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When will we actually know the results of the election?

Irene Rotondo
@irenerrotondo

Every four years, Americans are accustomed to waking up on the first Wednesday of November to the results of the previous night’s presidential election.

Whether a joyous or heartbreaking occasion, it’s become an absolute tradition to find out the results of the election the day after it happens.

This year’s election is already unlike any other for a multitude of reasons — the pandemic is still happening, and the two candidates Americans are presented with have both been met with a general disdain from the people.

Now, Americans can’t even be sure that they’ll know the results of this year’s 2020 election by Nov. 4 at all.

But is that really such a bad thing?

According to the official presidential election ballot rules, some states allow for mail-in ballots to have a grace period of time, so every legitimized ballot filled out can be properly counted.

Pennsylvania and Wisconsin, two key presidential battleground states, are part of the four states that do not even begin counting and processing their mail-in ballots until Election Day. This is all part of each individual state’s guidelines, making these votes legal and completely valid.

In addition, many states accept mail-in ballots that have been received days, even weeks after Election Day is officially over. In Washington State, mail-in ballots received that have been postmarked by Nov. 3 are still valid until Nov. 23 upon arrival, the latest deadline of any state.

Among Washington State’s late deadlines for mail-in ballots, others include California with Nov. 20 deadline, Illinois with Nov. 17 and Utah with Nov. 16. Maryland, Ohio, and Washington, D.C. all share a Nov. 13 date. All mail-in ballots postmarked by Election Day will be counted, according to each state’s deadlines.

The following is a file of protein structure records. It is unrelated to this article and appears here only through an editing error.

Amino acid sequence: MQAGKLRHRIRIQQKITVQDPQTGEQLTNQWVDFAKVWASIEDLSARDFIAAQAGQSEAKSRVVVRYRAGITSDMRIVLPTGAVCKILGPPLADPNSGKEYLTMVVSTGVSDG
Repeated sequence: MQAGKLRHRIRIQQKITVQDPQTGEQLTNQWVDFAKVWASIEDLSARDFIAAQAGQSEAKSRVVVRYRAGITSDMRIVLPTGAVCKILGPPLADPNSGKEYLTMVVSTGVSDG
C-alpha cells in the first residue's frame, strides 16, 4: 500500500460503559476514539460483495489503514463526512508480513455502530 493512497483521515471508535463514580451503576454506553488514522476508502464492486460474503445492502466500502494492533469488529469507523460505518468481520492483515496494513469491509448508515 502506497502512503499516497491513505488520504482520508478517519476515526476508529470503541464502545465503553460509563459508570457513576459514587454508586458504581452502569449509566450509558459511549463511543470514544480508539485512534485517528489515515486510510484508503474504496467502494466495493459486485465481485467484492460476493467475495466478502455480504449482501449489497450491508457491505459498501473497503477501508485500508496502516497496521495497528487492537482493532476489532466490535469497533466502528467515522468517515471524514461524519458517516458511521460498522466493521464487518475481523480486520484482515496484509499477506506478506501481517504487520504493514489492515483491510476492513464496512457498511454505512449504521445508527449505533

This may seem problematic for the American people; doesn’t everyone want to know who their next president will be as soon as possible, especially in this high-stakes 2020 election?

These seemingly extraneous deadlines will actually allow for a more accurate count of the American people’s vote. More eligible Americans will be able to vote and actually have their vote recorded.

For example, an eligible voter who votes by Nov. 3 by mail may get their vote “lost in the mail”, only for it to finally show up weeks later and way past the voting deadline.

Their vote will then not be counted towards their county and the Popular Vote, and in this extremely bipartisan election, every single vote will matter.

Furthermore, there have already been 66 million votes (and counting) cast through early voting and mail-in ballots by Americans. These record-shattering numbers predict the highest voter turnout since 1908, when 65.7 percent of eligible voters participated. That was 150 million voters then, and experts have predicted that the 2020 election will far surpass 150 million votes.

The United States Postal Service has already stated that mail services will be slower due to COVID-19, and with the unprecedentedly high influx of mail-in ballots, the fact that states are allowing mail-in ballots to arrive late will show a higher voter turnout and security in making sure every vote counts.

COVID-19 has also created a large issue for polling stations; health and safety precautions must be adhered to, and understaffing at election booths are a real issue.

Regular poll staff have chosen not to return to their stations this year, lest they risk catching the deadly illness, despite CDC regulated rules. This is yet another reason why so many have chosen to cast their ballot by mail to reduce risk of contact.

Counting mail-in ballots also takes much more time and resources than counting ballots cast in-person. Envelopes must be opened, names and signatures must be compared with existing records and verified, and the ballots themselves have to then be run through counters– and that’s not to mention the new COVID-19 supplementary precautions that will undoubtedly take place.

Even though Americans might not know who their next president is the day after Election Day, they can at least take peace of mind knowing that the time it will take to get the results will be used to ensure every eligible vote counts.

Photo Courtesy of Plaquemines Parish

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